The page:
logistics industry

Global cargo market sags as softer economy points to gloomy Christmas


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Global cargo market sags as softer economy points to gloomy Christmas

CARGO. A cargo aircraft in DHL livery passes near a FedEx livery plane parked at a FedEx regional hub, at Los Angeles International Airport in Los Angeles, California, September 16, 2022.

Bing Guan/Reuters

The Christmas holiday season is usually frantic for air cargo and shippers moving newly launched smartphones, toys, and apparel, but Western retailers have found their shelves overflowing with unsold merchandise

Global trade bellwethers like FedEx and Cathay Pacific Airways have cast a pall over the year-end holiday shopping season – the business slowdown they’re seeing points to weaker-than-expected consumer demand, not a Christmas bonanza.

The gloomy outlook comes as consumers globally struggle to cope with surging costs of food, fuel, and housing. Even more spendthrift shoppers in China are tightening purse strings as the country’s harsh COVID-19 curbs have slammed the economy.

FedEx, which on Thursday, September 15, withdrew a forecast it issued just three months ago, said a global demand slowdown accelerated at the end of August and was on pace to worsen in the November quarter.

“The lack of a ‘freight wave’ from China’s reopening was a negative sign for freight demand,” said JP Morgan analysts, who downgraded FedEx stock to “neutral” from “overweight” on the outlook warning.

“It appears to have impacted FedEx first as the leading air freight carrier in the Asia-Pacific region.”

FedEx shares were down nearly 20% in premarket trading on Friday, September 16, pulling stock in Deutsche Post – owner of logistics giant DHL – 6.4% lower in their slipstream in Frankfurt.

The Christmas holiday season is usually frantic for air cargo and shippers moving newly launched smartphones, toys, and apparel from factories in Asia to the United States and Europe.

But Western retailers including Costco Wholesale Group and Macy’s have found their shelves overflowing with unsold merchandise, suggesting they misjudged demand and are likely to be more cautious while restocking.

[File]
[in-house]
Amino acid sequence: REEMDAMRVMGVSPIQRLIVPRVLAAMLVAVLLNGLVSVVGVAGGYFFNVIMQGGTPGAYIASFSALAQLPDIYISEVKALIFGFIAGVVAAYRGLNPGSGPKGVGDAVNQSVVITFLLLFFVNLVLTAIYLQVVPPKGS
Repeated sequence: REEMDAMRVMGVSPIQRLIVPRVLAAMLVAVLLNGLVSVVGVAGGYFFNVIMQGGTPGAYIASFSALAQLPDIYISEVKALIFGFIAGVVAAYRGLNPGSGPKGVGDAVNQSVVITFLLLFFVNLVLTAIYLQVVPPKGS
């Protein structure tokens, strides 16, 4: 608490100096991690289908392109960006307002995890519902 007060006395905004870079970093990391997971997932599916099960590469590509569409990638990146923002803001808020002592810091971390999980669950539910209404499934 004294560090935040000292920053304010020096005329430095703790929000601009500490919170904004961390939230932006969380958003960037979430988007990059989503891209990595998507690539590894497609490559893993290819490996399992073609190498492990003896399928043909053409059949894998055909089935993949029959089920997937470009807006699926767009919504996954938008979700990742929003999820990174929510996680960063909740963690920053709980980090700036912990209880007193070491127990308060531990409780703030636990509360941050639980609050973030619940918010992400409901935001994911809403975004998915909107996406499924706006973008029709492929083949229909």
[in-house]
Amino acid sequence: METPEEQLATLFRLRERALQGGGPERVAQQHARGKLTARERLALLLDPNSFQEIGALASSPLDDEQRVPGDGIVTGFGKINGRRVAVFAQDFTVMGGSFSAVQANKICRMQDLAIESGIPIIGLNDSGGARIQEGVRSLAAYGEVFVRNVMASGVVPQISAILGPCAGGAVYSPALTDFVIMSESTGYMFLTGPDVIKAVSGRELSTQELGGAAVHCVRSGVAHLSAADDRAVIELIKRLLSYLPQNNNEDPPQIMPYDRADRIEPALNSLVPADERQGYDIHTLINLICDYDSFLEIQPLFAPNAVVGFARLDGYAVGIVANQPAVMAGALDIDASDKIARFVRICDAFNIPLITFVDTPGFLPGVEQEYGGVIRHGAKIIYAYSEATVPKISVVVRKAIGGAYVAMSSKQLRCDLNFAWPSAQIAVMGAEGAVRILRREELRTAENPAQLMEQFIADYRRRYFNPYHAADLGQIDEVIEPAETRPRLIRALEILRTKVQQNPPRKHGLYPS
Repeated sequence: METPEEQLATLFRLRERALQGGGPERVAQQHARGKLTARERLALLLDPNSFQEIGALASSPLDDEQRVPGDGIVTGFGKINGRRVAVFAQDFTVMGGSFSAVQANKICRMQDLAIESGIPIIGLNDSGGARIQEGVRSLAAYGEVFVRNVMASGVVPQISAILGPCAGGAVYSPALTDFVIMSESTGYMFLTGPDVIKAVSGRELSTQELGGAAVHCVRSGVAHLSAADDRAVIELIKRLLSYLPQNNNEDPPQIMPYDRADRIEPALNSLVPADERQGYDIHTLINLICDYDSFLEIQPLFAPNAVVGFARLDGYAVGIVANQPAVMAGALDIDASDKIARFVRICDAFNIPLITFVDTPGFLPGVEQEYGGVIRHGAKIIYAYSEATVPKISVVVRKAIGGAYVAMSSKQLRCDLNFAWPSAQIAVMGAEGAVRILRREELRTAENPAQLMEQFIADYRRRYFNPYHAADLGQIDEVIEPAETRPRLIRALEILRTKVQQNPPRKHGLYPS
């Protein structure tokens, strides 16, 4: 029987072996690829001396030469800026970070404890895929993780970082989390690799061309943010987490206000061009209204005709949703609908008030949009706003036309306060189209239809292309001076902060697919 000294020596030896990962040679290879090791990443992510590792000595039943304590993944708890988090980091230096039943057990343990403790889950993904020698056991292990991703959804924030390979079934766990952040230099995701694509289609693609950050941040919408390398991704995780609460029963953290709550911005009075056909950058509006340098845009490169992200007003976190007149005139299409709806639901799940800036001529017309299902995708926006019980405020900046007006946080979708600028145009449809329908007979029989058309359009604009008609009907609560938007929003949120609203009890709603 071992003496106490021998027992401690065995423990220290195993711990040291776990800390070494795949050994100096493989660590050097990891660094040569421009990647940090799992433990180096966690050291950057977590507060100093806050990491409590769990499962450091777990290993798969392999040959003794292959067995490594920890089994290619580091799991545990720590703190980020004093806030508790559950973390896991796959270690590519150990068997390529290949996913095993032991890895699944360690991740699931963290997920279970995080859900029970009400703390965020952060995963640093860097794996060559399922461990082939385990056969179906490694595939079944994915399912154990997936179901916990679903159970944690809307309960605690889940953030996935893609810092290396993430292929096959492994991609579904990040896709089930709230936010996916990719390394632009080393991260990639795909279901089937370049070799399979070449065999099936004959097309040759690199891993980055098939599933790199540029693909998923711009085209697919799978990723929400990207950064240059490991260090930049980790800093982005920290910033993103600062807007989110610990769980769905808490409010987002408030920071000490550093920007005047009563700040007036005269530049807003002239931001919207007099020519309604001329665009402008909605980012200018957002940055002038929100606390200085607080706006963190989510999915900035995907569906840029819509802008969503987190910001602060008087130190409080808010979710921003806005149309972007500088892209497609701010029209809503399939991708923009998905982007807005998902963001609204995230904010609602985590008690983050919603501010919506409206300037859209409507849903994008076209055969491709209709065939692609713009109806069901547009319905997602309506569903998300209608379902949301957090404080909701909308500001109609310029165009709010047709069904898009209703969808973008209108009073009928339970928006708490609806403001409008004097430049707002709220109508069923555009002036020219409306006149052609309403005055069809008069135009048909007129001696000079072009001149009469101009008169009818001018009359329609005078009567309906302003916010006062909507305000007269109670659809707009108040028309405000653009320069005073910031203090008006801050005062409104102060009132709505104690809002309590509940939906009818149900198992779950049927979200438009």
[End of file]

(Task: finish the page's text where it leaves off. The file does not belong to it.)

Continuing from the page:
“We do a lot of business with Costco, Walmart, Target, and they are telling us straight that they just don’t have space for anything right now,” said Jonathan Chitayat, the Asia boss of Shanghai-based Genimex Group, a contract manufacturer for a range of products from cleaning brushes to exercise equipment.

“They just bought so much in the first half of the year to deal with the unpredictability of the supply chain from China and then demand dropped, so they just have massive amounts of goods.”

Rate correction

Hong Kong’s Cathay Pacific Airways has warned this year’s peak cargo season may be weaker than last year’s because of inflation and China’s zero-COVID policies. France-based transporter CMA CGM said weak consumer spending was curbing shipping demand and rates.

Reflecting a demand slump, ocean container shipping rates from Asia to the US West Cost have slumped nearly three quarters since the start of the year to their lowest level since May 2020, according to booking platform Freightos Group.

Worldwide air cargo volumes fell 11% in the first full week of September from a year earlier, according to WorldACD Market Data, which said there were no clear signs yet of a revival.

The Baltic Air Freight Index powered by TAC data, which hit record highs in December on a pandemic-led peak season rally, has since slumped nearly 40%.

“Normally prices strengthen this time of year as traditional peak season approaches, but there is little sign of that happening yet,” TAC Index said in a weekly market update.

Deloitte forecast this week that US holiday retail sales growth will slow sharply, hurt by “declining demand for durable consumer goods, which had been the centerpiece of pandemic spending.”

Still, people are spending on some goods and services such as cars and dining out, though a surge in raw material prices and a still-raging semiconductor shortage have dampened sales. – Rappler.com

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